If you wish to discuss a fatal accident claim, we offer a free consultation and the appointment can take place at either our offices or your home, appointments can be arranged out of hours, on weekends anytime that is convenient for you and your family.
Can I claim compensation if my partner has been killed in a fatal accident?
You can claim compensation if your spouse, civil partner or child has a fatal accident. If you were not married, but were living together for more than 2 years, you will be treated as a married partner and can claim.
As well as compensation for the pain and suffering, you can claim for any losses that you have suffered. For example, you might claim for the loss of your partner’s future income and help around the house, and also for funeral costs.
In additional you may be entitled to a bereavement award
What is a bereavement award?
In England and Wales, a Statutory Bereavement Award is a fixed amount of compensation (currently £15,120) which the Ministry of Justice gives to certain relatives of a person who has died because of someone else’s mistakes. It could provide your family with financial support and acts as way of recognising that their death was wrongful.
The bereavement award can only be claimed by the following relatives of someone who has died:
- Husband or wife
- Civil partner
- Parent (if their child was under 18)
You can claim the bereavement award in addition to any other compensation claim you might be making, and it could help cover:
- Funeral expenses
- The return home of your loved one’s body if they were abroad when they died
- Loss of earnings
Ardent Law believe that a major reform of the bereavement award system (part of the Fatal Accidents Act 1976) is long overdue, we support organisations like the Association of Personal Injury Lawyers (APIL) in their campaign to make the law fairer.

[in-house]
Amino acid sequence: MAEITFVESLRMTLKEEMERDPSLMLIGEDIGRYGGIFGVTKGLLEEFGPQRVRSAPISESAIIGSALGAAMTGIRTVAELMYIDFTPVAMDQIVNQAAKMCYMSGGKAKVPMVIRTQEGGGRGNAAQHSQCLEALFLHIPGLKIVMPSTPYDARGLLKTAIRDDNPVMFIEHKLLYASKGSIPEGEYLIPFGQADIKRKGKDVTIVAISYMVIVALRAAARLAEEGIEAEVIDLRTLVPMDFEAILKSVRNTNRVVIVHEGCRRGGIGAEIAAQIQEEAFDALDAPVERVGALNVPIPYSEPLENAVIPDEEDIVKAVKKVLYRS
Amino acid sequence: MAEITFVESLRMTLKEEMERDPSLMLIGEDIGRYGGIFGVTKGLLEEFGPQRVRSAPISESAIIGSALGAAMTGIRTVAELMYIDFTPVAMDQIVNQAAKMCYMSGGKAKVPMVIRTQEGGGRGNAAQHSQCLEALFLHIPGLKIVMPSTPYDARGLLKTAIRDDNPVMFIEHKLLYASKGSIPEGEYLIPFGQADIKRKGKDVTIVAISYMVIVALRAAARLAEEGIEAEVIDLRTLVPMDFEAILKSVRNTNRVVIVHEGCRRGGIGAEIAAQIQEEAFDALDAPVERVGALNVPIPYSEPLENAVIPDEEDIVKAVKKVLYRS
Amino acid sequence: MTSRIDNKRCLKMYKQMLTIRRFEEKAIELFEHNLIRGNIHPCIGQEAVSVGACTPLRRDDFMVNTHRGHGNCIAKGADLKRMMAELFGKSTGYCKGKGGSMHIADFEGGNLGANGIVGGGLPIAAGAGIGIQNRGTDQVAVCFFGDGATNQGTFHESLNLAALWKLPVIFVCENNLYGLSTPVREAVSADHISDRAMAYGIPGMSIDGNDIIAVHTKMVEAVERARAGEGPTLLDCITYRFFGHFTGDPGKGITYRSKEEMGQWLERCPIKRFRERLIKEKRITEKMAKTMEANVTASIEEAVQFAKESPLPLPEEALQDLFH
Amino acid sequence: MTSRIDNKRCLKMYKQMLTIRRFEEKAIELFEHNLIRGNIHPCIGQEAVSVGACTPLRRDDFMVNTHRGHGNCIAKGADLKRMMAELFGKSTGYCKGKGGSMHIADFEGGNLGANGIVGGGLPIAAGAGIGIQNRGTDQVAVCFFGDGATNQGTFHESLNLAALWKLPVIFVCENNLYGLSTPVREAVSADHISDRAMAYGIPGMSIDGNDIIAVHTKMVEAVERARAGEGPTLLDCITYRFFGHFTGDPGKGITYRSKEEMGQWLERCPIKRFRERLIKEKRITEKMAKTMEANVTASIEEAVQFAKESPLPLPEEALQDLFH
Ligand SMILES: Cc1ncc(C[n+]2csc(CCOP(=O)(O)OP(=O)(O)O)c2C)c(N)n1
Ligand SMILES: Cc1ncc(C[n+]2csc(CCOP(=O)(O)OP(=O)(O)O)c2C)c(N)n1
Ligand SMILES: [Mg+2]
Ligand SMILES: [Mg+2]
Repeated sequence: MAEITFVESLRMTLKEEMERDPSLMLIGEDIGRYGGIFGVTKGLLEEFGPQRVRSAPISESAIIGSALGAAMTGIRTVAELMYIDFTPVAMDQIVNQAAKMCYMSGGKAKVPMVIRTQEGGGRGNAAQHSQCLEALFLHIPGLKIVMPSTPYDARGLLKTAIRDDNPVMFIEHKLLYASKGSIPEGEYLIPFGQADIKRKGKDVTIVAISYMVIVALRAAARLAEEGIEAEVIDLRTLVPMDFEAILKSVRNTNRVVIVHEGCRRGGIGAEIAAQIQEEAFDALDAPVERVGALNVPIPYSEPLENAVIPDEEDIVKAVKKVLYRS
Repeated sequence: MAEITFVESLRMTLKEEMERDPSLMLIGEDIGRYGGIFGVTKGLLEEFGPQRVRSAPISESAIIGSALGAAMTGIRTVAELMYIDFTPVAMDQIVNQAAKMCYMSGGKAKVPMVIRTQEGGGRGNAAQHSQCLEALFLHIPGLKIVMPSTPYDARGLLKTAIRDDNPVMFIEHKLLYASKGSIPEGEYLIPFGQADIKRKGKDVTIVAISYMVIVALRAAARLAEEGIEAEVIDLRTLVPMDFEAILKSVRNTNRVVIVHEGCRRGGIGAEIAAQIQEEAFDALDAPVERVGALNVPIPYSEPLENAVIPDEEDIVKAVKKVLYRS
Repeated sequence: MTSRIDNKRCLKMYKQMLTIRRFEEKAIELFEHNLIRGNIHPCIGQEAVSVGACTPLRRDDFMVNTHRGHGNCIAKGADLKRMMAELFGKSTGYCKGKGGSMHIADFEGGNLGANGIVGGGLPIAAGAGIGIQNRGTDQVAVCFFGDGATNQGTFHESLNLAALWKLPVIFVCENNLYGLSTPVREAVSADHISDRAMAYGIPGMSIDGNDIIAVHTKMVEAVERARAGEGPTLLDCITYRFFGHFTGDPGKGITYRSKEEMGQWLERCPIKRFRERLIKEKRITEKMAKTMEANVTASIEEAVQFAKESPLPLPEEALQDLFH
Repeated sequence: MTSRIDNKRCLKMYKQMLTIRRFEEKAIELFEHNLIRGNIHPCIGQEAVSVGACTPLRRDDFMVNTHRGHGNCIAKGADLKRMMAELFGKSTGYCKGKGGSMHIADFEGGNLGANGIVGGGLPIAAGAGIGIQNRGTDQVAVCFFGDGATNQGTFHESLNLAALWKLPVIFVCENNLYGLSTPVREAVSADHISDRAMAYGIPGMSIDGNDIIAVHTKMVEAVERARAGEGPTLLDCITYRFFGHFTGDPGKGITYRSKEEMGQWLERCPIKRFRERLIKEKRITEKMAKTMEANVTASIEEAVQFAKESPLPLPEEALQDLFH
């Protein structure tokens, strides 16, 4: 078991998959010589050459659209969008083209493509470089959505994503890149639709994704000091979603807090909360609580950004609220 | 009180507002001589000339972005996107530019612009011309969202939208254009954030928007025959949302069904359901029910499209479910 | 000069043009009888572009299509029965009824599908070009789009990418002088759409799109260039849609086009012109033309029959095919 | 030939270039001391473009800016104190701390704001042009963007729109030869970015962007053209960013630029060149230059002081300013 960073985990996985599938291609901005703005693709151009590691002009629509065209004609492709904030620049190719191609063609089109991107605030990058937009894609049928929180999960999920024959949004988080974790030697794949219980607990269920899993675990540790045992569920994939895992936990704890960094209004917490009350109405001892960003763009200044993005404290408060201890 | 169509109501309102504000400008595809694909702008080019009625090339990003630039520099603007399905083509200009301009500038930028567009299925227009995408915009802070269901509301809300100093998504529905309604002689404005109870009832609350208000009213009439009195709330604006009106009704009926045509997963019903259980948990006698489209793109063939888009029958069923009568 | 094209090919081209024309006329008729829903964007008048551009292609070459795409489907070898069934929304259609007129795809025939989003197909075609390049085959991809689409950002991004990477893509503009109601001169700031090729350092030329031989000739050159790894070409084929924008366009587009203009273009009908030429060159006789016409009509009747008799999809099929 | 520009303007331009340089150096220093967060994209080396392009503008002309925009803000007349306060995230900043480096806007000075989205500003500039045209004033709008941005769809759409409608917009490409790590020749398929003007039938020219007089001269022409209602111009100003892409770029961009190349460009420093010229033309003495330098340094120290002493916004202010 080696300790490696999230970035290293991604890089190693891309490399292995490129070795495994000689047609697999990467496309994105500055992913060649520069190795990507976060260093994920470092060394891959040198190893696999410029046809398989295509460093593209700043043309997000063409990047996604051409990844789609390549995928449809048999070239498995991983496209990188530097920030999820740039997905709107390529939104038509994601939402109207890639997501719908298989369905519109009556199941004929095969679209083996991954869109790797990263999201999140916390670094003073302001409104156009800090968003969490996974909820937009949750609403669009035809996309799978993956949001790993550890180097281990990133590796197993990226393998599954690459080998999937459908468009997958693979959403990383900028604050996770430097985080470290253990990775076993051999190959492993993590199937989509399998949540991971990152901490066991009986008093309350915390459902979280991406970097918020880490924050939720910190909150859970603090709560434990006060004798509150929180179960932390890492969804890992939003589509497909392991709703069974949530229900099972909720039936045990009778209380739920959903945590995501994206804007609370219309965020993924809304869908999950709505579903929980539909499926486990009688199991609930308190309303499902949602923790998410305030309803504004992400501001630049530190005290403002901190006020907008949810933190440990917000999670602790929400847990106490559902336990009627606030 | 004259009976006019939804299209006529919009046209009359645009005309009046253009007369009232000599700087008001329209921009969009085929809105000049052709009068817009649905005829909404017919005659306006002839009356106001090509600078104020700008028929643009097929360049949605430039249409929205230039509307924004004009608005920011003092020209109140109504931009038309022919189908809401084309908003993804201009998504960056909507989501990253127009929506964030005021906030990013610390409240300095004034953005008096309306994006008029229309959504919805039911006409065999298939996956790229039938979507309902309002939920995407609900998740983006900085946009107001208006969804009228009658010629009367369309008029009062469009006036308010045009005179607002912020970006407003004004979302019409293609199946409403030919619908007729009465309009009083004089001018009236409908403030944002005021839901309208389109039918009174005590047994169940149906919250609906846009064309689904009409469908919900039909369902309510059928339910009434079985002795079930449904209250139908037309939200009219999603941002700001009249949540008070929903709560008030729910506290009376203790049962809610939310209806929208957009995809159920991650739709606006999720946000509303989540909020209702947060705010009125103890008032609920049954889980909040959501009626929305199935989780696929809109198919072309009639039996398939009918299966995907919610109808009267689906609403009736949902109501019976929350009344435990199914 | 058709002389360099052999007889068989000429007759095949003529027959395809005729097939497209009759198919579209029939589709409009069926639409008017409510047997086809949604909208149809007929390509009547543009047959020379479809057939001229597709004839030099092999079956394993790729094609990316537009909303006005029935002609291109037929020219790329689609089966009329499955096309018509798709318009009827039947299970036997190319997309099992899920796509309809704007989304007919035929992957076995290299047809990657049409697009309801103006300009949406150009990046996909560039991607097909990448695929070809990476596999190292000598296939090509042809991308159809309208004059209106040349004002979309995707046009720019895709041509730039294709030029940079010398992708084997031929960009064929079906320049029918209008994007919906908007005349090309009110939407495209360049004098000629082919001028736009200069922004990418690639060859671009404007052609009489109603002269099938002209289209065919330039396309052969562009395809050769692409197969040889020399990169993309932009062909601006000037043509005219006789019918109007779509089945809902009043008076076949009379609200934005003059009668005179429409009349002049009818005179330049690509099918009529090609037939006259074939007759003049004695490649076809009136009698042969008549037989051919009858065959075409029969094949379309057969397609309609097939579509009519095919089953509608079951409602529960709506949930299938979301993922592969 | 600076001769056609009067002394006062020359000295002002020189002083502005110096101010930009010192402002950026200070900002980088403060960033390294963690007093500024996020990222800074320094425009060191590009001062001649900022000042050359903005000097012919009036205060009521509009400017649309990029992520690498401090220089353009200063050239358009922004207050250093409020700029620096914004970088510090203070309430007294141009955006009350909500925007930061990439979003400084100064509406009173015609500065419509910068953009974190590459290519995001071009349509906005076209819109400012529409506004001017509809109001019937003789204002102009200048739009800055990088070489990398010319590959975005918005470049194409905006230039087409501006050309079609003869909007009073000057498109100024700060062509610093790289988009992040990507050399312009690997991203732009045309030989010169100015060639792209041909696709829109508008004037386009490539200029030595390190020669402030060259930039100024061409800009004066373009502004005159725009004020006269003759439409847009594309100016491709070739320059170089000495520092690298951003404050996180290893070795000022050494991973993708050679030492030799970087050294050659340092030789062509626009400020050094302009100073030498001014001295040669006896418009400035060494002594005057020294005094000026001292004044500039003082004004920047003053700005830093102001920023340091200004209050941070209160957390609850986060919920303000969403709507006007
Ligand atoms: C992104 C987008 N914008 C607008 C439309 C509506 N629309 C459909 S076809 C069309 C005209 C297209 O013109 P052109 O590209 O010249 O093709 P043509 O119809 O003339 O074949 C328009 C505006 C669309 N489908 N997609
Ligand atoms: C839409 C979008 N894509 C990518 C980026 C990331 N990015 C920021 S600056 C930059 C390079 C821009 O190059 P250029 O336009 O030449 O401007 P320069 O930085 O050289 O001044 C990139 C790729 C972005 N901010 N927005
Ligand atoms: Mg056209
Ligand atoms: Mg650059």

What is an inquest?
An inquest is a formal investigation conducted by a coroner in order to determine how someone died. Inquests are held only in certain circumstances, such as where a death was sudden and the cause is unknown, where someone has died an unnatural or violent death, or where someone has died in a place or circumstance where there is legal requirement to hold an inquest, for example in prison custody or whilst sectioned under the Mental Health Act.
The purpose of an inquest is limited to establishing four key things: the identity of the deceased as well as where, when and how they died.
What happens during an inquest?
- The Post Mortem
The coroner will usually arrange a post mortem, sometimes known as an ‘autopsy’, following the examination, a report is prepared by a pathologist who will detail their findings as to the cause of death.
- Pre-inquest Review Hearings
There may be a pre-inquest review (PIR) hearing in advance of the final inquest hearing. This is a hearing before the coroner where arrangements are made to prepare for the inquest hearing itself. No actual evidence is heard at a PIR it focuses on the steps that need to be taken in preparation for an inquest, for example, disclosure of documents, witness statements, deciding which witnesses need to be called to give evidence, and agreeing the date of the inquest hearing. Some inquests there are several PIR hearings before the inquest itself takes place in order to ensure everything is in place for the final hearing.
- The Inquest Hearing
During the inquest hearing the coroner will call witnesses to give evidence. The coroner and anyone else deemed to have a proper interest in the proceedings (known as an ‘interested person’), will then have the opportunity to ask questions of the witness. If the inquest is being heard with a jury, then the jurors will also be allowed an opportunity to ask further questions of each witness.Sometimes a witnesses will not need to attend but, instead, their statement will be read out in the hearing so that it still forms part of the evidence. This often happens where their evidence is not controversial but where it is still deemed relevant to the coroner’s investigation.Once all of the evidence has been heard, the coroner will provide a summary. The coroner will give his/her conclusion (previously known as the ‘verdict’) and will also complete the Record of Inquest form to note the findings that were reached.If there is a jury then it is the jury who will determine the conclusion at the end of the inquest. The coroner will give the jury guidance as to which conclusions they may reach (based on the evidence that has been heard) and will explain their obligations as a jury, before asking them to retire and consider their conclusion.Following an inquest the Coroner can make recommendations to prevent future deaths from occurring.